1 of 2 | Baker Hughes, a company that provides support services for the oil and gas industry, reported first quarter profits were nearly double from year-ago levels. File photo by Pat Benic/ UPI | License Photo
April 19 (UPI) -- Oil and gas services firm Baker Hughes said Wednesday that net income during the first quarter was nearly double year-ago levels, a performance the company said showed it was able to move through a rough market landscape intact.
"While 2023 has already started off with some macro volatility, we remain optimistic on the outlook for energy services and Baker Hughes," Chairman and CEO Lorenzo Simonelli said. "Our diverse portfolio features long cycle and short cycle businesses that position us well to navigate any periods of variability that may occur across the energy sector."
The company reported net revenue of $289 million for the first quarter, about 24% less than during the fourth quarter but 99% higher than year-ago levels. The company saw $7.6 billion in new orders come in during the three-month period ending March 31, down 5% from fourth-quarter levels but 12% higher than during the same period in 2022.
The overall market, not to mention crude oil prices, has been volatile for much of the first quarter. A post-pandemic rebound in China is providing some degree of overall support, though the International Monetary Fund is fretting over a global economic downturn.
A decision, meanwhile, from OPEC+, the core members of the Organization of the Petroleum Exporting Countries and allies such as Russia, to trim 1.6 million barrels per day from production come May has not led to the higher prices that would incentivize spending on exploration and production.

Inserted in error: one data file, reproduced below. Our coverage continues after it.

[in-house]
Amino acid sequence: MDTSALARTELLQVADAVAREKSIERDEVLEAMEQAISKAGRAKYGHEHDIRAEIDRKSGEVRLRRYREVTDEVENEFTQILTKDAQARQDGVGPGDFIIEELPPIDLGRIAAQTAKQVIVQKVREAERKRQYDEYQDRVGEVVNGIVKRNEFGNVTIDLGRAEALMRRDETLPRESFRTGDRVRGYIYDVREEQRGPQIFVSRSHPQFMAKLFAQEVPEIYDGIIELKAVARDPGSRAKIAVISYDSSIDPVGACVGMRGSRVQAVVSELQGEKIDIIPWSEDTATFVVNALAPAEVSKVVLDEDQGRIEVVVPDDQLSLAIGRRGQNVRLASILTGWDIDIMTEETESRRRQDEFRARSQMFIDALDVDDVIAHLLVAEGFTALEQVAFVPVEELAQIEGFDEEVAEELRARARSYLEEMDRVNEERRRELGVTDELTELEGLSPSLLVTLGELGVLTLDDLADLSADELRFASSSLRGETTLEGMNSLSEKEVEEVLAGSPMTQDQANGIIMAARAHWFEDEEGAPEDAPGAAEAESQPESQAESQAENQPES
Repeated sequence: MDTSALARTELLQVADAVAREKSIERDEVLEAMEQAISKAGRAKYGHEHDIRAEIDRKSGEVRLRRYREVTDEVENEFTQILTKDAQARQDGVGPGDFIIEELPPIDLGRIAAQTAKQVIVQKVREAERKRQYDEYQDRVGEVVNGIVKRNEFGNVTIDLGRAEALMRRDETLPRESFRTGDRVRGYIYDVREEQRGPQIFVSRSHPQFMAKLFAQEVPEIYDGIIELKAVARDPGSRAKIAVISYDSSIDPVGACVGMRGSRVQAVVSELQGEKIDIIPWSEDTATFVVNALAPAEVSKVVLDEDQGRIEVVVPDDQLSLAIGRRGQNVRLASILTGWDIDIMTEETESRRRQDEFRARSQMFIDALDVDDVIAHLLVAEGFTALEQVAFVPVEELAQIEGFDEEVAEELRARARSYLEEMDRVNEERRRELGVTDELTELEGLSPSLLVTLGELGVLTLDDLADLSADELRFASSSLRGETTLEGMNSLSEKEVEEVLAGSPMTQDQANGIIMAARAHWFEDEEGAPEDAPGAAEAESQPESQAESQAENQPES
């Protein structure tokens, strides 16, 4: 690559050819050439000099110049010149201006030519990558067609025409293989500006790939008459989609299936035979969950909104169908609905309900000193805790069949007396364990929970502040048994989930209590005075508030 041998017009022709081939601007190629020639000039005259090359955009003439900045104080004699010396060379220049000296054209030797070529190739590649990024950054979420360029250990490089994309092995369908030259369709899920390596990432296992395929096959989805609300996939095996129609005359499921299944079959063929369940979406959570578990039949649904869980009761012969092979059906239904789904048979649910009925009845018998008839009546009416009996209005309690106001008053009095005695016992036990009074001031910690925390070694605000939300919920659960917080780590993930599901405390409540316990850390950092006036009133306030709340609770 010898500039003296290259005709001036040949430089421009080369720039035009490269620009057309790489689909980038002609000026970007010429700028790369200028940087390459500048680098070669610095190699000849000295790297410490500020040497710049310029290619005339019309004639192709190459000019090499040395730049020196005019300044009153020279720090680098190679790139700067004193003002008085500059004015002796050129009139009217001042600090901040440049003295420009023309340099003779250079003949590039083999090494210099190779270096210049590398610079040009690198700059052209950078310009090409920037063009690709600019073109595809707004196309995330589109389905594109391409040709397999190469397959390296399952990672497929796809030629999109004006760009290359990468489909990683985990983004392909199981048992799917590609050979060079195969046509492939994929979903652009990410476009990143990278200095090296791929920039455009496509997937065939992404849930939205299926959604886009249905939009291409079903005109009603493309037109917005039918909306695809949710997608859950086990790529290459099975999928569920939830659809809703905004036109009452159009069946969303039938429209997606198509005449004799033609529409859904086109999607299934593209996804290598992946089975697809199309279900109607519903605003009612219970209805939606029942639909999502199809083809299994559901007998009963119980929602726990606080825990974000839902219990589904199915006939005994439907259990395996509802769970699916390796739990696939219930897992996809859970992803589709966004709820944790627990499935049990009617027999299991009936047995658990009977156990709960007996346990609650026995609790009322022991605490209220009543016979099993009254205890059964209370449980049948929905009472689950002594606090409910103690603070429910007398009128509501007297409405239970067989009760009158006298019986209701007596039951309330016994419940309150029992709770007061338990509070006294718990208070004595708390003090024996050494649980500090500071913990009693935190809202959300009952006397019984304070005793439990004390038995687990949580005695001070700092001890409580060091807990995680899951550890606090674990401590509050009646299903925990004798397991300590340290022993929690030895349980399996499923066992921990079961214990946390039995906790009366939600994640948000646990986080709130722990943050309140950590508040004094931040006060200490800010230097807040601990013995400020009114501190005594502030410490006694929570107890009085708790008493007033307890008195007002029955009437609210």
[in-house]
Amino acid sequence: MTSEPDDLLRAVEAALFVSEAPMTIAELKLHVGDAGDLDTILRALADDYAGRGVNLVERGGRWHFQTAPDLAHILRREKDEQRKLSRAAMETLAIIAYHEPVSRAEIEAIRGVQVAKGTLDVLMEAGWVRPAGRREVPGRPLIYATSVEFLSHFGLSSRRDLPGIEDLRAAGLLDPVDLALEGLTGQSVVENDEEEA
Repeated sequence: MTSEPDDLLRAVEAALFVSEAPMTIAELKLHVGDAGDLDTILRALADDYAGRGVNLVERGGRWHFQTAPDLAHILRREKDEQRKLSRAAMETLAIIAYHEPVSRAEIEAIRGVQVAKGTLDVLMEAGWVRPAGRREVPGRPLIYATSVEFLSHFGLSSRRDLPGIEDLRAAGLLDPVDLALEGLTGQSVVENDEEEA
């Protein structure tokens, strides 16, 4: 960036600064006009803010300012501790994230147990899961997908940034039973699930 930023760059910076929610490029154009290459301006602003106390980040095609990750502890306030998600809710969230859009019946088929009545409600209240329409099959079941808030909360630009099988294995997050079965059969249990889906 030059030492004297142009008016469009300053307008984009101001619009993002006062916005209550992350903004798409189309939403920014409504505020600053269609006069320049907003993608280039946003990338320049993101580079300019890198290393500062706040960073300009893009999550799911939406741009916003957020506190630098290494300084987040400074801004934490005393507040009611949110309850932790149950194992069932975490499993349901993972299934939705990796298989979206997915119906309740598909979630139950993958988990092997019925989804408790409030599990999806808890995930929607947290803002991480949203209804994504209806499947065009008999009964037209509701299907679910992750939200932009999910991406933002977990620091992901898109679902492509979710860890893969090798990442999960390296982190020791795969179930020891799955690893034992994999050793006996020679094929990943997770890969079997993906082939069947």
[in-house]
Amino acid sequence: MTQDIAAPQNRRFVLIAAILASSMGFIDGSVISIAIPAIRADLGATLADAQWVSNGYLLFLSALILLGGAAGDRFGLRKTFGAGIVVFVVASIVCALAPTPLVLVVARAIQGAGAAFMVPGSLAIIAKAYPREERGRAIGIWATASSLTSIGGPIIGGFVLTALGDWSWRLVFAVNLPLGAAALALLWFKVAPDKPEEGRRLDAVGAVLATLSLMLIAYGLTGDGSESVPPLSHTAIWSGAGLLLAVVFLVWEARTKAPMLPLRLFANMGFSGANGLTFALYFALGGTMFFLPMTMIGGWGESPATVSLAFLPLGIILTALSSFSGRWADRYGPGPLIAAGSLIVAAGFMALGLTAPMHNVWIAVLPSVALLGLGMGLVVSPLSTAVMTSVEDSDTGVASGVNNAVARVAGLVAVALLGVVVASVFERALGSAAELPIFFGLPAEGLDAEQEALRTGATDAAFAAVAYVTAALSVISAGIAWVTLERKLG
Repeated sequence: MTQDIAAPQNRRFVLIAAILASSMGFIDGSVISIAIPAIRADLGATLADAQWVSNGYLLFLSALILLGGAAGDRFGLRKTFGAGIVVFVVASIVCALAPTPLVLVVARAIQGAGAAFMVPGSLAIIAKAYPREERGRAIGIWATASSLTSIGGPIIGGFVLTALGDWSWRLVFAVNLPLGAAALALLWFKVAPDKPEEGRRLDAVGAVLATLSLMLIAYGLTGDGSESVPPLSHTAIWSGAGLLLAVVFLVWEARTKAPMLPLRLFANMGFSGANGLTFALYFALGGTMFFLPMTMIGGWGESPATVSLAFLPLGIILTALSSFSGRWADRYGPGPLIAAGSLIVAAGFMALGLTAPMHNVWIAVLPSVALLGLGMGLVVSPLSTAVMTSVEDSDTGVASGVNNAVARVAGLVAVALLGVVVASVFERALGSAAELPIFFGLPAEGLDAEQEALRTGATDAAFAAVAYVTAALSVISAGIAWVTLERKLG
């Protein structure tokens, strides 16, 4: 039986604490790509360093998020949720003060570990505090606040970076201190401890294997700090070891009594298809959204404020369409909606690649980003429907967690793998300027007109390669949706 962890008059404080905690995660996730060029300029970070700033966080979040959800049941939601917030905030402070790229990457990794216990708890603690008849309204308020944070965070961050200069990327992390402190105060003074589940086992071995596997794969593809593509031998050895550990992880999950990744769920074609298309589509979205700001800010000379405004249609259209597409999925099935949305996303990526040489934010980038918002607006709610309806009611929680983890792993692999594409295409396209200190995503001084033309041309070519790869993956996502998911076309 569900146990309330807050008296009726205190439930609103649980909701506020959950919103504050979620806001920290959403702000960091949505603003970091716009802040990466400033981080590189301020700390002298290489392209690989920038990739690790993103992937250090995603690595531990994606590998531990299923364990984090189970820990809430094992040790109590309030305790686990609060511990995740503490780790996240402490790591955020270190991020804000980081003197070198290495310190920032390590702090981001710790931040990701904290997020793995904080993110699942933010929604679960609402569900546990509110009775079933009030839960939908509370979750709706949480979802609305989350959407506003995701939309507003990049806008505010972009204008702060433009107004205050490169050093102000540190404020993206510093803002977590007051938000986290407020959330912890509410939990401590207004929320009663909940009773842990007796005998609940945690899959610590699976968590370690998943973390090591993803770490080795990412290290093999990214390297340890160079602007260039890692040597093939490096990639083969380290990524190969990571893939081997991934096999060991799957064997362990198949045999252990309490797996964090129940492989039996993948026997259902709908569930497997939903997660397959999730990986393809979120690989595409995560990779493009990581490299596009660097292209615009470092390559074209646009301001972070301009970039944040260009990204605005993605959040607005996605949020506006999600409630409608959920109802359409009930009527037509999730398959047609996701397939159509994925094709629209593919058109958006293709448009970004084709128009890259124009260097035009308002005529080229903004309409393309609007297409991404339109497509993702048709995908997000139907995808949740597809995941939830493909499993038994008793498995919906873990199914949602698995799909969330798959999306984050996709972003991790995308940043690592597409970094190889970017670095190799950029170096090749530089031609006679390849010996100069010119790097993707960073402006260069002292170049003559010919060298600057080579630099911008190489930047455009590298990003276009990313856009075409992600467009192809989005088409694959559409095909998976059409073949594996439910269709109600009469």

Brent crude oil, the global benchmark for the price of oil, was expected to rally to triple digits after the announcement from OPEC+, though it's been trading in the mid-$80 range for the better part of the month.
The company published its rig counts for March, showing net activity across North America declined. In the United States, the total decline for March was in natural gas work, with activity in the Marcellus shale basin in the upper Midwest performing the worst.
Nevertheless, Simonelli said the current market is "unique" as spending programs for its customers appear less sensitive to market swings than during prior years.
Despite the recent decline in activity targeting natural gas, Simonelli added that the sector looked primed for growth.
"As the world increasingly recognizes the crucial role natural gas will play in the energy transition, serving as both a transition and destination fuel, the case for a multi-decade growth opportunity in gas is steadily improving as both a transition and destination fuel," he said.
The United States is a world leader in both crude oil and natural gas production. If it isn't already, it's also the world leader in exports of liquefied natural gas, a commodity that's taking up some of Russia's market share in the European economy.
Shares in Baker Hughes were up 2.3% as of 10:30 a.m. EDT to trader at $30.17.